- Snacks: Mixed plate with whole grain crackers, fruit, and cheese slice.
- Breakfast: Whole grain toast with light cottage cheese, topped with tomato slices and green onions.
- Lunch: Lentil stew cooked with carrot, cauliflower, and red bell peppers. Top with a dollop of non-fat Greek yogurt.
- Dinner: Stuffed bell peppers with rice and extra-lean ground beef. Serve with tomato sauce on top.
- Snack: Low-fat individual yogurt with fresh fruit.
- Breakfast: Egg omelet with kale, bell peppers, and a spoonful of low-fat feta cheese. Serve on whole-grain toast.
- Lunch: Wheatberry bean salad with corn, edamame beans, peppers, and cucumber. Add fresh herbs such as cilantro and mint for flavor, and dress with your favorite low-fat salad dressing.
- Dinner: Shrimp stir fry with onion, bok choy, bell peppers, ginger, and garlic. Serve over brown rice.
- Snack: Hard-boiled egg served with whole grain crackers and sliced tomato.
- Breakfast: Homemade wholewheat blueberry muffins with ground flax seeds.
- Lunch: Lettuce wraps with seasoned chicken, cucumber, mango, and cilantro. Drizzle a homemade vinaigrette over the wraps before eating.
- Dinner: Roasted tofu with broccoli, squash, and zucchini. Serve over brown rice or quinoa.
- Snack: Roasted chickpeas with fresh-cut fruit on the side.
- Breakfast: Non-fat Greek yogurt parfait with plain oats, diced apple and pineapple, nuts, and sprinkled with cinnamon and unsweetened coconut flakes.
- Lunch: Vegetarian chili made with quinoa, beans, carrots, peppers, and tomato sauce.
- Dinner: Baked trout with dill and lemon vinaigrette, served alongside a green salad and boiled potatoes.
- Snack: Fresh vegetable sticks with hummus.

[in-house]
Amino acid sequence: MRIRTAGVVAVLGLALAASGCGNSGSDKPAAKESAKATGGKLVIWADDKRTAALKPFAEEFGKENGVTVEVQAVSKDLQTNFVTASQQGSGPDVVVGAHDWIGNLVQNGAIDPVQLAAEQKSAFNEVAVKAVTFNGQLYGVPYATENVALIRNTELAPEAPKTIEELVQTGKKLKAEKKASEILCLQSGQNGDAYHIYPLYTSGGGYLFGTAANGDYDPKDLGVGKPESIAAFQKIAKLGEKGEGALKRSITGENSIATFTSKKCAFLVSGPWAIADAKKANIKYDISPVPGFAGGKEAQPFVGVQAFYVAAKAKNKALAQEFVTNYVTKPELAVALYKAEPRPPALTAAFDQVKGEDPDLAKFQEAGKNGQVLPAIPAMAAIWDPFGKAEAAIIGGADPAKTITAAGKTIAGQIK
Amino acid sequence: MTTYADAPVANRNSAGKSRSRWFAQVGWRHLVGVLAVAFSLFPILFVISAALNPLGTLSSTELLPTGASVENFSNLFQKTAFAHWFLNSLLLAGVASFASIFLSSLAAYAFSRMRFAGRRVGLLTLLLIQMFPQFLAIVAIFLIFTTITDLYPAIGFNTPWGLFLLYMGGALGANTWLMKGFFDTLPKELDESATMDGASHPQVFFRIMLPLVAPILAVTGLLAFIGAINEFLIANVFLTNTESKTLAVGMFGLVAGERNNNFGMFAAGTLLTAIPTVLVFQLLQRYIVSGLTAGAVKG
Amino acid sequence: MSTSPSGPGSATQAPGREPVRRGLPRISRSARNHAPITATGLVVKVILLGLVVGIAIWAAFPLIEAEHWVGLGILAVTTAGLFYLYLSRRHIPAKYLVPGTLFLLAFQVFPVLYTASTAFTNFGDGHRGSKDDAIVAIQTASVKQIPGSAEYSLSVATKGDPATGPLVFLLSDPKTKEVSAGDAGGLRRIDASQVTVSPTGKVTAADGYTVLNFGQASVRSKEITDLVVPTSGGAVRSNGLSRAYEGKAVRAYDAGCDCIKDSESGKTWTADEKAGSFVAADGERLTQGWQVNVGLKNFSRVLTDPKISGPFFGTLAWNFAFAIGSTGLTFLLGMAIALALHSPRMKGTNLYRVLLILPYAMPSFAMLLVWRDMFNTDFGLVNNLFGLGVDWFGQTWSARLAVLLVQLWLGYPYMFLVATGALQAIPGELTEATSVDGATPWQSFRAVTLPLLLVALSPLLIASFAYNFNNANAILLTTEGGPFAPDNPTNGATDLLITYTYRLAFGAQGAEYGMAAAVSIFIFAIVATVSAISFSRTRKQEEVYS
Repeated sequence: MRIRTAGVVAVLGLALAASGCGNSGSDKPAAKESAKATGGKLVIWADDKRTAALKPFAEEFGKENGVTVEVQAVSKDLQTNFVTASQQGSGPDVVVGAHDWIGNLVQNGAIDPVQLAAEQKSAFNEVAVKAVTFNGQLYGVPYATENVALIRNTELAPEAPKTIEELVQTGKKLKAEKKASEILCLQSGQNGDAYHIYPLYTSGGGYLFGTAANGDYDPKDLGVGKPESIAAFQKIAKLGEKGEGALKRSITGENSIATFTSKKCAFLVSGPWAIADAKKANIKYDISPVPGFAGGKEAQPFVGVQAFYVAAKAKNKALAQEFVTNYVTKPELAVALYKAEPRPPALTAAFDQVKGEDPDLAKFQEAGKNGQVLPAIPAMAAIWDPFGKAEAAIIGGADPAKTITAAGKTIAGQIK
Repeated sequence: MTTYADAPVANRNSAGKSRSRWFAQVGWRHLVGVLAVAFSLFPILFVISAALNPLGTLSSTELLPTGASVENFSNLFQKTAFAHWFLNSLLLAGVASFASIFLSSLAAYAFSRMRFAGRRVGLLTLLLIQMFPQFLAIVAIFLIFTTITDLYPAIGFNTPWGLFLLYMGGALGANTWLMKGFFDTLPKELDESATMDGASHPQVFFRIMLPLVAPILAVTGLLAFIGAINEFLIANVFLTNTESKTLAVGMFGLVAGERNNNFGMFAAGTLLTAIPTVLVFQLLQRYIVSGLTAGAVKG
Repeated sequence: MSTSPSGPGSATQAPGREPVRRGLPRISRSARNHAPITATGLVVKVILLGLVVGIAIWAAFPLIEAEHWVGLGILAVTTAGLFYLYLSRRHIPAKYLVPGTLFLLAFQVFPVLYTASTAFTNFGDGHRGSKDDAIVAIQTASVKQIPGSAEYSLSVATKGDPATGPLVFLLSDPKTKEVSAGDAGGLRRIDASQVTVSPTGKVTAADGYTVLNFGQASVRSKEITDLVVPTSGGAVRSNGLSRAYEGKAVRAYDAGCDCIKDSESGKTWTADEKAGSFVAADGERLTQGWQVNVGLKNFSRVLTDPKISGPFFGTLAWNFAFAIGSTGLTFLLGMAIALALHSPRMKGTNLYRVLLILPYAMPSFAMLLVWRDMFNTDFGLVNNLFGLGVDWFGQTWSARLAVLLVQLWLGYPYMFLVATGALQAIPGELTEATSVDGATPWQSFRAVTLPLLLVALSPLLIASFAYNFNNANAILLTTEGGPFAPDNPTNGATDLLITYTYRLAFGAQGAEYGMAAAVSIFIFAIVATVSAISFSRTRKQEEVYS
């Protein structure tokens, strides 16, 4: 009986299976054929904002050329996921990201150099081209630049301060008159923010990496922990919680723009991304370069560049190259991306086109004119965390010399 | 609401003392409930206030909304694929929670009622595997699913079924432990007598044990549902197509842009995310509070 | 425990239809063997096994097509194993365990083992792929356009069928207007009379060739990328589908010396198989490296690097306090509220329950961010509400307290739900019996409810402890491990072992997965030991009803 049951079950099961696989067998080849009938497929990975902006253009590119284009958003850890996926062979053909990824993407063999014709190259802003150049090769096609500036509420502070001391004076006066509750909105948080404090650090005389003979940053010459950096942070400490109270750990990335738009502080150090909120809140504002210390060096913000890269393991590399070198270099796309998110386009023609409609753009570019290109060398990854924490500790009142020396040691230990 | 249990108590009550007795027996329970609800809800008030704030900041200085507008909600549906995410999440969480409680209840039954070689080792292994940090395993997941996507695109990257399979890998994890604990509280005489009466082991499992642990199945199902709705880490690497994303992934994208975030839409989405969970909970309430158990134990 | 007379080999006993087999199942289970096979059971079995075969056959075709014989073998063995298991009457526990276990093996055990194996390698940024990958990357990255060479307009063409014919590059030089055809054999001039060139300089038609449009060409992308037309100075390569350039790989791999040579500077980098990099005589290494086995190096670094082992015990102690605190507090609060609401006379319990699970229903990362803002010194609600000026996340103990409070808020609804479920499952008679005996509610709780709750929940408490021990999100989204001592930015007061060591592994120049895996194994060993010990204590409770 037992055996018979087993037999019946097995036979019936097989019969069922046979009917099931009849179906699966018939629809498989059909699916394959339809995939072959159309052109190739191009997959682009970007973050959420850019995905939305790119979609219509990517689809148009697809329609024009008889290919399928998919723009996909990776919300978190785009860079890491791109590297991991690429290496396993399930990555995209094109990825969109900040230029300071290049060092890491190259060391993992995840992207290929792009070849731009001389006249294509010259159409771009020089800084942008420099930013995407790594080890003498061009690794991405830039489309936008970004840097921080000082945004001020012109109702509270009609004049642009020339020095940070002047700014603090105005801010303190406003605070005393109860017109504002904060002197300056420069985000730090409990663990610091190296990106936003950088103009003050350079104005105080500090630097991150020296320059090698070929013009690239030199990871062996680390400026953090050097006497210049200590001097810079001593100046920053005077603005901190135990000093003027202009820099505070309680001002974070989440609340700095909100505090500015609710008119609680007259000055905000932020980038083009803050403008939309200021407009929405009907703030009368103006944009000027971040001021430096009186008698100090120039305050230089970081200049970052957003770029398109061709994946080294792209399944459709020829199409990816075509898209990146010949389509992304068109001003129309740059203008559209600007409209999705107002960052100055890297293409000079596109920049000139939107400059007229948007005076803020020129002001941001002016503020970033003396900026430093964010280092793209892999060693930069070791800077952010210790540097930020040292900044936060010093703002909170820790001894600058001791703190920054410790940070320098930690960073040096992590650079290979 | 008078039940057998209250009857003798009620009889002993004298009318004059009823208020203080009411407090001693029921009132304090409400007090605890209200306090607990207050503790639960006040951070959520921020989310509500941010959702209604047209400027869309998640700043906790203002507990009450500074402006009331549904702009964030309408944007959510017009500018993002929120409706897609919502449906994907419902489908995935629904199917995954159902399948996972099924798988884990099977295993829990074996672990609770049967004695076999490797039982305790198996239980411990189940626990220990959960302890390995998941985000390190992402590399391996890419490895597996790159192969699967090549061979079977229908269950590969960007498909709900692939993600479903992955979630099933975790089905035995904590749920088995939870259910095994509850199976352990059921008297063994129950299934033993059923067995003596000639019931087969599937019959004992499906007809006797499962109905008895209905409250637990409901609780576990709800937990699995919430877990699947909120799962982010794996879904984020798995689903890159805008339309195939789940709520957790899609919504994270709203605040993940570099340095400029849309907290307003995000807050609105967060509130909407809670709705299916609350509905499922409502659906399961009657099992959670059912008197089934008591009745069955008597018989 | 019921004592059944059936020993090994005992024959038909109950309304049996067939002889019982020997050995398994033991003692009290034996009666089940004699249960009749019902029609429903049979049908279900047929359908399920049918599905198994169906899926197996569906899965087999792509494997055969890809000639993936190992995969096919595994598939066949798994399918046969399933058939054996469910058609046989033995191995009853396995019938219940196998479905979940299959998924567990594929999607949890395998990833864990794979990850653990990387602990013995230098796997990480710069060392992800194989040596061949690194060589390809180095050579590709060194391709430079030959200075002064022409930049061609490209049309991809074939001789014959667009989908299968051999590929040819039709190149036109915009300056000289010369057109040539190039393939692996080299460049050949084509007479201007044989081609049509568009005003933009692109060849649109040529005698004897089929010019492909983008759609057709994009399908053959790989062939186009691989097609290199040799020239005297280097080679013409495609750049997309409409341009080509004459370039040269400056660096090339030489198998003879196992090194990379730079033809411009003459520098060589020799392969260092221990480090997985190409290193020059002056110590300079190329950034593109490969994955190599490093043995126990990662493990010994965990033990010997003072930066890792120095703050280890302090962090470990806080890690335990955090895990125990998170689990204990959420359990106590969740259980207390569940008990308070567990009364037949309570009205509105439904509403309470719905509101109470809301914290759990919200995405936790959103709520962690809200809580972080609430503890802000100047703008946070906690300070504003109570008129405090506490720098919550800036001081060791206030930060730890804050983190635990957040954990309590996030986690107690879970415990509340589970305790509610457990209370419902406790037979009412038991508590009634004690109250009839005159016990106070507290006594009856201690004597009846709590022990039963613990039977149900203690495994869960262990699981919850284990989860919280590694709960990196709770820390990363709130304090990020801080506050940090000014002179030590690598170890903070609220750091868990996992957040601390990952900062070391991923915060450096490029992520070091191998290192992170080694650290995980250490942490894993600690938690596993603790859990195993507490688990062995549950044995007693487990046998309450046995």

- Breakfast: Scrambled tofu served on whole grain toast, with low-fat cheddar cheese and a spoonful of tomato salsa.
- Lunch: Rice bowl with cooked salmon, broccoli, and red cabbage. Dress with a small amount of sesame oil, sesame seeds, and a splash of rice wine vinegar.
- Dinner: Lentil-turkey meatballs served with spaghetti and red sauce. Add peppers and onions to your sauce to increase the vegetables, or add a side salad.
- Snack: Whole grain crackers and hummus, top with sliced cucumber.
Tips for Meal Preparation
Planning your meals ahead can help you stick to your diet goals. You can prepare your meals partly by pre-washing and chopping vegetables, batch-cooking recipes, or freezing leftovers.
You can also buy canned or frozen vegetables with a longer shelf life than fresh varieties. Most of the frozen vegetables are already pre-chopped, which also saves you prep time.
Another benefit is that the nutritional quality of frozen vegetables should be on par with fresh vegetables as long as proper blanching has been done prior to freezing.
Frozen vegetables usually cost less than fresh options, which can be another incentive to add them to your grocery list.
Remember to hold on to family-favorite recipes because they are easy to reuse on days when you don’t feel inspired in the kitchen.
You don’t have to reinvent the wheel every time you cook, and recycling recipes can help ease the mental burden of worrying about what’s for dinner.
Pancreatitis is extremely painful, and if you suspect you have symptoms, you should seek treatment right away.
There are medications and treatment options that can reduce the inflammation and help you feel better.
Once you feel better, you should make long-term health changes, starting with your diet.
Opting to eat more whole foods and less processed options can be a great start. Include high-fiber options regularly at meals, such as fruit, vegetables, whole grains, beans, and nuts. You should be mindful of your fat intake at meals and choose low-fat options whenever possible.
If you want nutrition advice tailored to your needs, consider booking a nutrition appointment with a registered dietitian. Most insurance providers cover the cost of these virtual visits, which means you pay no money out of pocket.